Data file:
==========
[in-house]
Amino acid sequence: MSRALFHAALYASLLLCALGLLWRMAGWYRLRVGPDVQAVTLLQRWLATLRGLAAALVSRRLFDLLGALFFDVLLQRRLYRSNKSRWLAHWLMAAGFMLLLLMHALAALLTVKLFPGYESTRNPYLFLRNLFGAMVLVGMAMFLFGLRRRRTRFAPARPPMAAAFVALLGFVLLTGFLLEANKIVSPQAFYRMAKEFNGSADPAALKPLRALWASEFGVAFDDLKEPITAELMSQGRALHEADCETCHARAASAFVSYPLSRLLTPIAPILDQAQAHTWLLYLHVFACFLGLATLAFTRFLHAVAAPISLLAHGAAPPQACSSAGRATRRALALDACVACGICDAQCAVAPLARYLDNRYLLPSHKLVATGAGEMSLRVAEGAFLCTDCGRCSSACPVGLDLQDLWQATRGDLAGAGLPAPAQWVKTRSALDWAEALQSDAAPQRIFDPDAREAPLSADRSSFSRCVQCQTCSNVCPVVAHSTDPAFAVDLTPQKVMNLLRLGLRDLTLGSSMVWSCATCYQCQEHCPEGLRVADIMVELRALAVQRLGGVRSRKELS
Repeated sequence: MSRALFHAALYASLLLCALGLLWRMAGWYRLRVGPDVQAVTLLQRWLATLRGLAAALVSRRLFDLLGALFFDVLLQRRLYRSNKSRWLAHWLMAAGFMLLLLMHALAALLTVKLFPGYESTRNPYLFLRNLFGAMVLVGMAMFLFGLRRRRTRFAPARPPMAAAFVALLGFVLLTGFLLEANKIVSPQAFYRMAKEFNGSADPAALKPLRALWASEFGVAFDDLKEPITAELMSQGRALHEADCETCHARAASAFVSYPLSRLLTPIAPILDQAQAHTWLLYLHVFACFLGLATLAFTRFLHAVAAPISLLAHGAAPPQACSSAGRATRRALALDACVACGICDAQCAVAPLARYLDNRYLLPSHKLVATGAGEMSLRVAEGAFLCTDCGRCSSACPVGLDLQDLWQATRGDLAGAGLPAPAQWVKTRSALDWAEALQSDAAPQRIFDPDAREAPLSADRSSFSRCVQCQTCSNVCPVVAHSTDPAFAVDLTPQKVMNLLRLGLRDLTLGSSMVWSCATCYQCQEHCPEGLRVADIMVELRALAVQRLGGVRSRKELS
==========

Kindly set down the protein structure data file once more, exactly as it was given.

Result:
[in-house]
Amino acid sequence: MSRALFHAALYASLLLCALGLLWRMAGWYRLRVGPDVQAVTLLQRWLATLRGLAAALVSRRLFDLLGALFFDVLLQRRLYRSNKSRWLAHWLMAAGFMLLLLMHALAALLTVKLFPGYESTRNPYLFLRNLFGAMVLVGMAMFLFGLRRRRTRFAPARPPMAAAFVALLGFVLLTGFLLEANKIVSPQAFYRMAKEFNGSADPAALKPLRALWASEFGVAFDDLKEPITAELMSQGRALHEADCETCHARAASAFVSYPLSRLLTPIAPILDQAQAHTWLLYLHVFACFLGLATLAFTRFLHAVAAPISLLAHGAAPPQACSSAGRATRRALALDACVACGICDAQCAVAPLARYLDNRYLLPSHKLVATGAGEMSLRVAEGAFLCTDCGRCSSACPVGLDLQDLWQATRGDLAGAGLPAPAQWVKTRSALDWAEALQSDAAPQRIFDPDAREAPLSADRSSFSRCVQCQTCSNVCPVVAHSTDPAFAVDLTPQKVMNLLRLGLRDLTLGSSMVWSCATCYQCQEHCPEGLRVADIMVELRALAVQRLGGVRSRKELS
Repeated sequence: MSRALFHAALYASLLLCALGLLWRMAGWYRLRVGPDVQAVTLLQRWLATLRGLAAALVSRRLFDLLGALFFDVLLQRRLYRSNKSRWLAHWLMAAGFMLLLLMHALAALLTVKLFPGYESTRNPYLFLRNLFGAMVLVGMAMFLFGLRRRRTRFAPARPPMAAAFVALLGFVLLTGFLLEANKIVSPQAFYRMAKEFNGSADPAALKPLRALWASEFGVAFDDLKEPITAELMSQGRALHEADCETCHARAASAFVSYPLSRLLTPIAPILDQAQAHTWLLYLHVFACFLGLATLAFTRFLHAVAAPISLLAHGAAPPQACSSAGRATRRALALDACVACGICDAQCAVAPLARYLDNRYLLPSHKLVATGAGEMSLRVAEGAFLCTDCGRCSSACPVGLDLQDLWQATRGDLAGAGLPAPAQWVKTRSALDWAEALQSDAAPQRIFDPDAREAPLSADRSSFSRCVQCQTCSNVCPVVAHSTDPAFAVDLTPQKVMNLLRLGLRDLTLGSSMVWSCATCYQCQEHCPEGLRVADIMVELRALAVQRLGGVRSRKELS